Lori Abraham before a sharing circle in Winnipeg in August. (Photo by Vivian Ketchum)

Topics: UCC in Focus | Indigenous

At 1JustCity, Indigenous peoples — and settlers — come to heal in a safe space

The Winnipeg-based organization hosts circles where members are free to share their stories and learn from each other


Lori Abraham sets out a ring of chairs, and, at the front of a lodge, sets a brown basket with a bundle of sage, sweetgrass, cedar and tobacco, and an abalone shell and cloth for smudging. It’s the end of August, and she’s at Forks Niizhoziibean in Winnipeg, preparing for a sharing circle. Soon, about 20 Indigenous and non-Indigenous participants will gather to reflect and plan how to bring teachings to their communities.

“To me, I want [settlers] to be on that journey with us,” said Abraham, who is the Indigenous cultural program director at 1JustCity, a network of local United Church-related outreach ministries. “I invite them to come, to sit with us. I invite them to come learn with us, to heal with us. [Indigenous people] are not the only ones that need to heal, from a lot of things that have happened in Canada for hundreds of years. It is not just our community that needs healing.”

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Since 1JustCity began hosting the circles in July, participants have come together in a safe space, where what is shared in the circle stays within the circle. About half the participants are Indigenous, including residential school survivors. The group is continuing to meet, aiming for twice a month.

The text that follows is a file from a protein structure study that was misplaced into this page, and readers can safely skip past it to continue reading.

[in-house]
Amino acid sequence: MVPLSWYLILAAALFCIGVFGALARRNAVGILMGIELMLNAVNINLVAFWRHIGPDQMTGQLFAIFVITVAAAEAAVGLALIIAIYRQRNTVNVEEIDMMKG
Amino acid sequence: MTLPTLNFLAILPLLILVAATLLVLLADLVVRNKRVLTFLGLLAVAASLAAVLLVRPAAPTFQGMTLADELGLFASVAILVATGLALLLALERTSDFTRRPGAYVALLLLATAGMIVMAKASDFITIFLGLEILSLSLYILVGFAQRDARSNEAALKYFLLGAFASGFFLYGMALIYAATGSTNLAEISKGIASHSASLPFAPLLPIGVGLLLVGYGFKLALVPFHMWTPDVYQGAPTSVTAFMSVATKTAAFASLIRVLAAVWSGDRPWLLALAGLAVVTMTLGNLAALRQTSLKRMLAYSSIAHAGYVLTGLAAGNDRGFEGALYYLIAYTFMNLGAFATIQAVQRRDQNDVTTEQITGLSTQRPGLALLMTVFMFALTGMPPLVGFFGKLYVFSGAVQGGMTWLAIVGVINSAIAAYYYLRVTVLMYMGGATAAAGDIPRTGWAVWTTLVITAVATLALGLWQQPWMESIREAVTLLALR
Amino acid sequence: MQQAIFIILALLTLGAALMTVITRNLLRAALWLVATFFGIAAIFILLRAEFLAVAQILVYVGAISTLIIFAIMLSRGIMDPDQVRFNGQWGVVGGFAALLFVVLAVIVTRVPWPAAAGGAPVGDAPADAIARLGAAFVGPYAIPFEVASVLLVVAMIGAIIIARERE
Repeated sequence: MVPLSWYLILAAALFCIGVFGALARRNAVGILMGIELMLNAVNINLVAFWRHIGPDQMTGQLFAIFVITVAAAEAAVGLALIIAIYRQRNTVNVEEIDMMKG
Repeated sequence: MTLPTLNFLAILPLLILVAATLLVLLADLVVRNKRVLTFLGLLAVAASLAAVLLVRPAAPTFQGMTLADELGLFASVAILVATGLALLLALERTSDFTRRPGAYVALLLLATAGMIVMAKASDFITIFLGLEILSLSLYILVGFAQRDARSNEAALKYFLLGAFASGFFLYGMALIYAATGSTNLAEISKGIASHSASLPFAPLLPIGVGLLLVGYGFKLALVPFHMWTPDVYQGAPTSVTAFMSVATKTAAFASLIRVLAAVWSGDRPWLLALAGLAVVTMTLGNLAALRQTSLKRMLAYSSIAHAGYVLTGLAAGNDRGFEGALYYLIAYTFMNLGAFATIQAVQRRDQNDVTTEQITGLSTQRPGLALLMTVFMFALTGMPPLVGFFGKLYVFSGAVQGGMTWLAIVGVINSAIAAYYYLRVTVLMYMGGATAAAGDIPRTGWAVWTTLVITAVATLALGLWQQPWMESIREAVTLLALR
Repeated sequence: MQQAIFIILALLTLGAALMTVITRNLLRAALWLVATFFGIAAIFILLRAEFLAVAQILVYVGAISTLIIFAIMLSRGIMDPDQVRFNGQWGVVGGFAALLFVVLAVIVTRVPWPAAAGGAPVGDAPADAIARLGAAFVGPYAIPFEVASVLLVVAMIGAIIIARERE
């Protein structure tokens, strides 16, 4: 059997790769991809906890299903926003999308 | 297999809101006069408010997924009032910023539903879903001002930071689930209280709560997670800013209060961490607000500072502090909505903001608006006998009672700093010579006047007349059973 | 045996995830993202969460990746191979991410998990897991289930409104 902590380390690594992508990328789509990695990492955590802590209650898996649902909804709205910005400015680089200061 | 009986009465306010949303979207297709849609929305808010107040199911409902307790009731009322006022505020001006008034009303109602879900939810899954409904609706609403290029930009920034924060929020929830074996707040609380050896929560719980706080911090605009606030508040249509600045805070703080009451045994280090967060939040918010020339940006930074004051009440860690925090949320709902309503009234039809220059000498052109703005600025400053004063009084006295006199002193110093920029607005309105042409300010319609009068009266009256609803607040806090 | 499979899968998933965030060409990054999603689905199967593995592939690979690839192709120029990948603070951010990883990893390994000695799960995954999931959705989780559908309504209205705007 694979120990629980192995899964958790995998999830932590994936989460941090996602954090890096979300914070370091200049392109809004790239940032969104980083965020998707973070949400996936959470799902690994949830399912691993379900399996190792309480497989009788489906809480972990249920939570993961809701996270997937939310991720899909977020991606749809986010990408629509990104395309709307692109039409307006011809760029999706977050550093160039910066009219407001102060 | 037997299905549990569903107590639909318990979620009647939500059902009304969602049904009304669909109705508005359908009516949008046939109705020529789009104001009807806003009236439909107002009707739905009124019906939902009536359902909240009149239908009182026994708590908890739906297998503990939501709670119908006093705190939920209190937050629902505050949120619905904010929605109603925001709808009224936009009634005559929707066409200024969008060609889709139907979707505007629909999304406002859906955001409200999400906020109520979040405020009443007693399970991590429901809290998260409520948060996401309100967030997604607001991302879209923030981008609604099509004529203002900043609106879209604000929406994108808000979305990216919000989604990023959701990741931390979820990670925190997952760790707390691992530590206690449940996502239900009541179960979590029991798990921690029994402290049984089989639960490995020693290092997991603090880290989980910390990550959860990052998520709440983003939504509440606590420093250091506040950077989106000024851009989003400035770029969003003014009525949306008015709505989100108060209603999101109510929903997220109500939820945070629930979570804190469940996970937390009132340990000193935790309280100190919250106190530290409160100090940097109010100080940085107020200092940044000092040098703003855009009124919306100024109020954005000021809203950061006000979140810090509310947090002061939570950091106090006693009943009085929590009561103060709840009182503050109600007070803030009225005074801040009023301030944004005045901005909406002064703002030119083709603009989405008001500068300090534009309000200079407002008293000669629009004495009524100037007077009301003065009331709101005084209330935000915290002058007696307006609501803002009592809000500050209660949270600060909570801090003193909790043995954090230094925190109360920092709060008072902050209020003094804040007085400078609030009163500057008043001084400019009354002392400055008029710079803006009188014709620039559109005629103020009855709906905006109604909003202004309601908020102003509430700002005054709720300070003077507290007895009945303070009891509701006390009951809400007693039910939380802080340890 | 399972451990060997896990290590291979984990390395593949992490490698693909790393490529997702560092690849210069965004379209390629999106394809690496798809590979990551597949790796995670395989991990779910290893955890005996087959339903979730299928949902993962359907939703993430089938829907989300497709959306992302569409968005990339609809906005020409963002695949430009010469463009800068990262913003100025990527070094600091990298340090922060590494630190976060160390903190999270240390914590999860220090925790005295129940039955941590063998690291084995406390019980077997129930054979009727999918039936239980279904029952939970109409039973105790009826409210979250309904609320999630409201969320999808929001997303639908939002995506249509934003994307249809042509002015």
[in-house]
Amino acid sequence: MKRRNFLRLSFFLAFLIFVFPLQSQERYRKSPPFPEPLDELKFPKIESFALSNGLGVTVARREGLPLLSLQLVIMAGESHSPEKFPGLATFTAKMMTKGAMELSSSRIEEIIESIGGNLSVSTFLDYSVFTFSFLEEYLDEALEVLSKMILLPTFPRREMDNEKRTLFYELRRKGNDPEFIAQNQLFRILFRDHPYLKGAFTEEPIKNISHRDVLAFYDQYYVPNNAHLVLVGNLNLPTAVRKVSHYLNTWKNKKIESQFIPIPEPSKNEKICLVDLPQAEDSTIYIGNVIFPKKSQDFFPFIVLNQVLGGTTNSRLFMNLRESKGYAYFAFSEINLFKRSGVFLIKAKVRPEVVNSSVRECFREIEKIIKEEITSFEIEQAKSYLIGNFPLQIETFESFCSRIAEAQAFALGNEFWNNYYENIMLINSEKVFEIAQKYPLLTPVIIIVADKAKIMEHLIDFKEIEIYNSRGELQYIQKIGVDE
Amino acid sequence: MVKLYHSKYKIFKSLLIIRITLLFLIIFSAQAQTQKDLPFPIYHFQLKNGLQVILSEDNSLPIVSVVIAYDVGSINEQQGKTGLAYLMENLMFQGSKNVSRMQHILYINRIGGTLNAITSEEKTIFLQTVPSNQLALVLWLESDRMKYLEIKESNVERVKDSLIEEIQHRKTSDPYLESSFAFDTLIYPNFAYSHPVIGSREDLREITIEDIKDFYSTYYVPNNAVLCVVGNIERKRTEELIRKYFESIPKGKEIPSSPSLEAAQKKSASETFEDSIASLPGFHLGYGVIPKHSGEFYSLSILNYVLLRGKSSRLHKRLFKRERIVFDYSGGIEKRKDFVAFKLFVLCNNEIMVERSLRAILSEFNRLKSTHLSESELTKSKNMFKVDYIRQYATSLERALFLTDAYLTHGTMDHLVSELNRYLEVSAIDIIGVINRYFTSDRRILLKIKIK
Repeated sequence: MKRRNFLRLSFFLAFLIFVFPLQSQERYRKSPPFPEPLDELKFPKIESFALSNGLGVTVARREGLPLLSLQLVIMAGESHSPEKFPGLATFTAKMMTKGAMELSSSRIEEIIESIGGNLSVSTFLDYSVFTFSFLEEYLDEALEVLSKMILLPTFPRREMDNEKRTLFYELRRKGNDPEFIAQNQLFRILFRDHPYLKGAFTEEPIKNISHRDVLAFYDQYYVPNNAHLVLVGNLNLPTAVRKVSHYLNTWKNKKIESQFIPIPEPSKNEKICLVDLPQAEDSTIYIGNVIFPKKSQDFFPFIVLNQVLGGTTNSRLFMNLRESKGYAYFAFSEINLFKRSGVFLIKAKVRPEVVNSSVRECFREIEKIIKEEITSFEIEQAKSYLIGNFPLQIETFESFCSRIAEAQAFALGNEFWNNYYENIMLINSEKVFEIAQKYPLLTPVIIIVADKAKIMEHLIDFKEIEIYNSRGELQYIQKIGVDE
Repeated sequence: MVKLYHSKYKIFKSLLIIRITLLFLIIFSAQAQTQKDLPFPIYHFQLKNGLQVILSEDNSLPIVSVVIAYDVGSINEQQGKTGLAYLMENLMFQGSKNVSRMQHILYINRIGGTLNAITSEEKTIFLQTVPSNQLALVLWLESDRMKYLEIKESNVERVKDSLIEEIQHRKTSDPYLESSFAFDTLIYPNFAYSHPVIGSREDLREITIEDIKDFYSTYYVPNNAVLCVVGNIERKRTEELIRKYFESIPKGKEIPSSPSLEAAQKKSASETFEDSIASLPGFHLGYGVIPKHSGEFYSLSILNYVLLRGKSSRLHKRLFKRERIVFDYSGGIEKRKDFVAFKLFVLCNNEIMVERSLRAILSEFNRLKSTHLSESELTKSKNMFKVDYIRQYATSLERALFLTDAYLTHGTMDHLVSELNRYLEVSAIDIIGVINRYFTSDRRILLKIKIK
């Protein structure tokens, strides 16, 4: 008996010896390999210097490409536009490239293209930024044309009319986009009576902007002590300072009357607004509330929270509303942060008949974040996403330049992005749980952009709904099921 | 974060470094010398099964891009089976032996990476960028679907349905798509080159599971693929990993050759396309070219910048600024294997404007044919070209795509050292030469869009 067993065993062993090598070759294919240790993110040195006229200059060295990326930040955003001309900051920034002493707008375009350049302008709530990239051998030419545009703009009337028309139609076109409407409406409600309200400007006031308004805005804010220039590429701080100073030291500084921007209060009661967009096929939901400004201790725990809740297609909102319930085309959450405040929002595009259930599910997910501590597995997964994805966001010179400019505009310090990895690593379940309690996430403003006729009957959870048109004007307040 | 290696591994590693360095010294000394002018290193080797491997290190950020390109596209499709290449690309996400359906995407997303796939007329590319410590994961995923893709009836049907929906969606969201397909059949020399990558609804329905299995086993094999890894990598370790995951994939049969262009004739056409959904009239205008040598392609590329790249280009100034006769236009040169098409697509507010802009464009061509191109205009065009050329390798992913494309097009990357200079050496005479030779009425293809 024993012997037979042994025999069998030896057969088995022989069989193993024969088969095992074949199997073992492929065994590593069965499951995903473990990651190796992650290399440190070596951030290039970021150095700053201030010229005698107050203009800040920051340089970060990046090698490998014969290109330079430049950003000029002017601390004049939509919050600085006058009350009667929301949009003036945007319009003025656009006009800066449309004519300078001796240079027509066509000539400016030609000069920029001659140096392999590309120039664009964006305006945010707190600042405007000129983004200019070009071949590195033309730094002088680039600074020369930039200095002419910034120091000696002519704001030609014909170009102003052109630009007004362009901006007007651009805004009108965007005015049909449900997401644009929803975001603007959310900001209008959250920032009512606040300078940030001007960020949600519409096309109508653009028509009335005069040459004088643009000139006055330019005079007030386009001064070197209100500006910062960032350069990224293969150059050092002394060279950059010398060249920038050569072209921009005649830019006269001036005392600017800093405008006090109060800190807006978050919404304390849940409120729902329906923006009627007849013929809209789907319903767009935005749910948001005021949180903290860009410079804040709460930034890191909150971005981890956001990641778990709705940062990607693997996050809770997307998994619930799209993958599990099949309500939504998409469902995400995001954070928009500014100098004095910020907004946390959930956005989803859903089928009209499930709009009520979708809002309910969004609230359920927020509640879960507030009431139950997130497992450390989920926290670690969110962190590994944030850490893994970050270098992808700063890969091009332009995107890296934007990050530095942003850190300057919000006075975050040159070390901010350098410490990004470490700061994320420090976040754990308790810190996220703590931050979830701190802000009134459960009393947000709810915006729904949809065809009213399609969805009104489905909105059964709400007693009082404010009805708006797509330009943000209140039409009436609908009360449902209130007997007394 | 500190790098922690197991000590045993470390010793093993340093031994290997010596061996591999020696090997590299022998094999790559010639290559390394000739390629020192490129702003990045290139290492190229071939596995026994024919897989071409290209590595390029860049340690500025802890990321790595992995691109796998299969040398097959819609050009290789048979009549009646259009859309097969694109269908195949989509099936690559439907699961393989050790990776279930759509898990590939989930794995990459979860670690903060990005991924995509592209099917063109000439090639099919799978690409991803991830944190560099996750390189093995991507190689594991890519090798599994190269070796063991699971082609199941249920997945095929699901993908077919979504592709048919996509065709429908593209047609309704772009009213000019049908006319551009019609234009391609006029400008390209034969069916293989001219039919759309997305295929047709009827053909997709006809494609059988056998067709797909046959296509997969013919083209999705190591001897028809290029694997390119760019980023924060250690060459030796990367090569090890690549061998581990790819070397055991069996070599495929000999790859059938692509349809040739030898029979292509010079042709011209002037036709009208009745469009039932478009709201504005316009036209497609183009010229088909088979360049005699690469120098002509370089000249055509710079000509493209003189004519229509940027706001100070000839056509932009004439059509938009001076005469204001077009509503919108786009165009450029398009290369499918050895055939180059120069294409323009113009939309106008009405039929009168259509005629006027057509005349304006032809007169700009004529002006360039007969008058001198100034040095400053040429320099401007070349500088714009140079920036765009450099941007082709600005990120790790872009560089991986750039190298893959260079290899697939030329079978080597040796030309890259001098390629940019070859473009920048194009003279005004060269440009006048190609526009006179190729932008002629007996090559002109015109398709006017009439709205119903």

Colleen Matthews, an Anglican Church member, spoke of how this was her third time attending the circle. “It is hearing the stories,” she said, when asked why the experience has been valuable. “I am dealing with the damage my church did to the Indigenous people.”

“When I think about ‘reconciliation’ as a word and the way Canada uses ‘reconciliation’ as a word, it doesn’t mean much,” Abraham said. “But when I think about resurgence, when I think about our children and the women…. When I think where we need to go and who is going to lead the way to get there, that is what I think about — our children and our women…leading the way towards healing.”


Vivian Ketchum is a writer and member of the Wauzhushk Onigum Nation, living in Winnipeg.

This story first appeared in Broadview’s December 2021 issue with the title “Sharing their stories.”

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